Yes,only if the proposed standards and tests are adequately shared, debated, and adopted by a broad cross section of the American public incliding parents, educators(k-16), large and small business, and policy makers(school boards, state and federal legislators). Ownernship of national academic standards and a fair, comprehensive system to measure ALL students's progress towards them must earn the American public's support like putting a man on the moon in the 1960's or the defeat of communism during the cold war era.

If the above could be achieved, states and local school boards would have the freedom and responsibility to creatively manage and arrange human, fiscal and other resources to help all students achieve the national standards. The primary role of the federal government would change from one of regulation to that of monitoring and communicating results which inform the nation as to our progress towards excellence.

Extraordinary performance and excellence in any endeavor has never been the result of over regulation or bureaucratic control. We made it to the moon by the federl government setting a noble goal, providing realistic resources commensurate to the goal's attainment, and LETTING TALENTED PEOPLE FIGURE OUT HOW TO GET THE HARD WORK DONE!

The vision of NCLB can be a reality for ALL students. However, we must reach consnsus on a common vision for our youth and allow American creativity and initiative to take flight to enable all students to reach this new destination. Our youth deserve nothing less and our nation's collective prosperity depends upon it.

Dr. Sofo is also a co-author of the book, NO BAD SCHOOLS, 2005 @ Booklocker.com

There are several concerns that should be addressed regarding this issue. First, the U.S. Constitution does not give the federal government any responsibilities or powers regarding education. Therefore, the mere creation of a Federal Department of Education is a violation of the constitution. To speak of adding national and federally mandated educational standards only serves to compound the error and constitutional problem.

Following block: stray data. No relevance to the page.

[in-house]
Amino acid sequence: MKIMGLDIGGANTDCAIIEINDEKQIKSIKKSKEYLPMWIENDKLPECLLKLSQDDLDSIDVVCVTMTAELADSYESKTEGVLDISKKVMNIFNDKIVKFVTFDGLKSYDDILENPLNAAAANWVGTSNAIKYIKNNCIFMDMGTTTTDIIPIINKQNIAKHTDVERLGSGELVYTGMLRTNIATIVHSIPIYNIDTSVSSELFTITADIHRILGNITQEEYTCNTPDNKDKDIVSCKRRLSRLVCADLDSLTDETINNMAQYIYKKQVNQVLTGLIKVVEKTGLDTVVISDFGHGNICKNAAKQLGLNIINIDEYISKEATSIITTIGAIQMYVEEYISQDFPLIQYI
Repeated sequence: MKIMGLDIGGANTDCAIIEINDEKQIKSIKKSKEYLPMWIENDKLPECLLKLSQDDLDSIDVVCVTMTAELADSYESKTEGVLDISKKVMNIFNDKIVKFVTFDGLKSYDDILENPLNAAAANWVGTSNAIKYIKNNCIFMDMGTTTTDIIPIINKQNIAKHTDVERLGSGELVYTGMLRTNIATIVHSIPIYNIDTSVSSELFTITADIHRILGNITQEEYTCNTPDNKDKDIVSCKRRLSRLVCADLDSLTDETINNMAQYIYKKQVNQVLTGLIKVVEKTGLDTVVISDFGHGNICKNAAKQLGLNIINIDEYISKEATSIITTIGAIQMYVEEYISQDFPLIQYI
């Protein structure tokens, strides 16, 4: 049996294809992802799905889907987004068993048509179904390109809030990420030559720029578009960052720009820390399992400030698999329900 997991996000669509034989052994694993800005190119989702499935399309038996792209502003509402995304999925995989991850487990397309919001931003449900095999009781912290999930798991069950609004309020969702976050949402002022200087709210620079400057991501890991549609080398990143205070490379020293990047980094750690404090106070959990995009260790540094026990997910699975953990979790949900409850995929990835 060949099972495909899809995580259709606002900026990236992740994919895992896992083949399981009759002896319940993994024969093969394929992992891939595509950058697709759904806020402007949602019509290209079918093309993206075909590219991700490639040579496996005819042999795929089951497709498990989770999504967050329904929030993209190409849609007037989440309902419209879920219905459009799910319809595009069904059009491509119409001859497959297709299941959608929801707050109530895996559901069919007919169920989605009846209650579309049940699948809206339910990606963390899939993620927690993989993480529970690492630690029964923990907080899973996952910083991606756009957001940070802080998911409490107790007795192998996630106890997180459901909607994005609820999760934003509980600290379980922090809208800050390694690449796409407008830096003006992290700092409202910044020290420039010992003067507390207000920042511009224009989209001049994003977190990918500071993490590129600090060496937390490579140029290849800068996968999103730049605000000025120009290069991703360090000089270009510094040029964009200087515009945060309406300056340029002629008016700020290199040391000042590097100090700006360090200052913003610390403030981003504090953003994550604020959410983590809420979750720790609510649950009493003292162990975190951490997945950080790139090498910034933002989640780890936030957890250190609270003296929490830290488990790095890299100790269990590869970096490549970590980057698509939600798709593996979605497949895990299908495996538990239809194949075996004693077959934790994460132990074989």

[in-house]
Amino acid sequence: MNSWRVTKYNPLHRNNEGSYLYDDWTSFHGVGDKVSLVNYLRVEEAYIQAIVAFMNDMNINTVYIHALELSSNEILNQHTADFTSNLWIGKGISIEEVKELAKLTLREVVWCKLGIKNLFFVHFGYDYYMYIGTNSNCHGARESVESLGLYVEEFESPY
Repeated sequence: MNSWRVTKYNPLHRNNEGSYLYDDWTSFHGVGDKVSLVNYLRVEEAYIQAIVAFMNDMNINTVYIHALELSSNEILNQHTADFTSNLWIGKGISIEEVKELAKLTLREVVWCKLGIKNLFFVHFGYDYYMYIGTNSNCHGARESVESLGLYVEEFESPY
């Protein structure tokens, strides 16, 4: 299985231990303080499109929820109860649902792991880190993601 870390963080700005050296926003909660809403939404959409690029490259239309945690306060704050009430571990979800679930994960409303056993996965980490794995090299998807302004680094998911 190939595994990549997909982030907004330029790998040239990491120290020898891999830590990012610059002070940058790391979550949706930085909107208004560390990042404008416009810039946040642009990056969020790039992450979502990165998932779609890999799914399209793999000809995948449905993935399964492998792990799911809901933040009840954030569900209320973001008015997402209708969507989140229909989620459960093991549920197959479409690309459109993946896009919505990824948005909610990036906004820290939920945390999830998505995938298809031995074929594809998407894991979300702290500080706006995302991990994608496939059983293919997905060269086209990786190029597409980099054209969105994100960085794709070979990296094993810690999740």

The second issue deals with our collective political and philosophical viewpoints regarding education in general. Mr. Gordon writes, "The more individuals learn, the more wealth they can create for America. So it is right for our national leaders to define core goals for public schools and to hold them accountable for achieving them." Mr. Gordon's conclusion just doesn't follow his premise. Regardless of whether or not a good education will result in more wealth for our nation, the veracity of this statement has no impact on whether or not the federal government has the constitutional authority to implement national standards. Again, this is a constitutional issue, not one of practicality.

Unfortunately, as the article adequately points out, membership in a particular political party doesn't necessarily demonstrate the candidate's/official's political bias when it comes to political philosophy. It would appear that the conservative party of history has simply adopted the positions of their liberal counterparts, just a few years behind the curve.

At the core, the issue of local or federal control of education has already been addressed. The constitution calls for local/state control. Therefore, rehashing this issue is just a waste of time. Unless of course the debate is centered on a constitutional admendment.

The real issue is the lack of progress being made in our public school system. Liberals will always argue that the way to fix the problem is to throw money at it. The current educational crisis is enough to demonstrate the point that more money isn't the fix-all answer.

Perhaps we should consider real transformation, such as the privatization of our educational system. Of course, for this to work and to pass constitutional issues, it must be done at the state level. However, I think the history of our educationl system shows that we need real change, not more government involvement.

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  • Richard Rimes, Principal: There are several concerns that should be addressed regarding this read more
  • Dr. Ron Sofo, Superintendent, Freedom Area S.D.: Yes,only if the proposed standards and tests are adequately shared, read more
  • Julie Greenberg, high school math teacher: Federal standard-setting seems a non-starter on many grounds. Instead, read more
  • Thom Smink, BED Teacher: Allowing the Fed to take charge of testing, standards and/or read more
  • Chicago curriculum consultant, teacher: Our country was built on a foundation of local control read more